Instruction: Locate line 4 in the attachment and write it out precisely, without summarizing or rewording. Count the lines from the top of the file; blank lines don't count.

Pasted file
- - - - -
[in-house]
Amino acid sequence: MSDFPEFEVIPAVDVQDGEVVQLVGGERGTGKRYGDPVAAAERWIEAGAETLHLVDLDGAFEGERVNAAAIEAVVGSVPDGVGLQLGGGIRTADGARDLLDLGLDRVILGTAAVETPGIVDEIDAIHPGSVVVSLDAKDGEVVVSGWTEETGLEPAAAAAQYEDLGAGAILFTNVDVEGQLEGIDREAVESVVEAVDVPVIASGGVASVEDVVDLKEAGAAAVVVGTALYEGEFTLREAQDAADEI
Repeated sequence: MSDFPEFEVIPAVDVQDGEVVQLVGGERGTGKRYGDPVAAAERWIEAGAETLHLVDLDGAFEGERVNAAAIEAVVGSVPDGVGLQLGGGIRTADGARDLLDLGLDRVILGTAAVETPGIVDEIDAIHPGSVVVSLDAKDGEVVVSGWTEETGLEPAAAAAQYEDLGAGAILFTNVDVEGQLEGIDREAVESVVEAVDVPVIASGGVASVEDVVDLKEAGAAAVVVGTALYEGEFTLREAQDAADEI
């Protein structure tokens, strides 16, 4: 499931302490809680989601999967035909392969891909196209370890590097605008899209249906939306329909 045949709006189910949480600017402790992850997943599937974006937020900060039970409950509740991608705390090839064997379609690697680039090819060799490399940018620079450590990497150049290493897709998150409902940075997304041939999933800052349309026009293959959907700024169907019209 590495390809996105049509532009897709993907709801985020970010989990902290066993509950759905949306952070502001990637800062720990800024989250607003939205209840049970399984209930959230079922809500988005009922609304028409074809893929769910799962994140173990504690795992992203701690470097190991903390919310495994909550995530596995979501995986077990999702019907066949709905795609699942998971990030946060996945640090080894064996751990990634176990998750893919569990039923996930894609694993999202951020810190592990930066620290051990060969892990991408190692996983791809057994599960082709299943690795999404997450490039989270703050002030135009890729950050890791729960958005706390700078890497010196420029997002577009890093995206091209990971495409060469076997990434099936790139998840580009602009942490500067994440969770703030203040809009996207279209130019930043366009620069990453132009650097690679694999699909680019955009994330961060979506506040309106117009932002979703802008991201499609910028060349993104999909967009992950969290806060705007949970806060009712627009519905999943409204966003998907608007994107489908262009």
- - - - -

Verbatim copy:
């Protein structure tokens, strides 16, 4: 499931302490809680989601999967035909392969891909196209370890590097605008899209249906939306329909 045949709006189910949480600017402790992850997943599937974006937020900060039970409950509740991608705390090839064997379609690697680039090819060799490399940018620079450590990497150049290493897709998150409902940075997304041939999933800052349309026009293959959907700024169907019209 590495390809996105049509532009897709993907709801985020970010989990902290066993509950759905949306952070502001990637800062720990800024989250607003939205209840049970399984209930959230079922809500988005009922609304028409074809893929769910799962994140173990504690795992992203701690470097190991903390919310495994909550995530596995979501995986077990999702019907066949709905795609699942998971990030946060996945640090080894064996751990990634176990998750893919569990039923996930894609694993999202951020810190592990930066620290051990060969892990991408190692996983791809057994599960082709299943690795999404997450490039989270703050002030135009890729950050890791729960958005706390700078890497010196420029997002577009890093995206091209990971495409060469076997990434099936790139998840580009602009942490500067994440969770703030203040809009996207279209130019930043366009620069990453132009650097690679694999699909680019955009994330961060979506506040309106117009932002979703802008991201499609910028060349993104999909967009992950969290806060705007949970806060009712627009519905999943409204966003998907608007994107489908262009």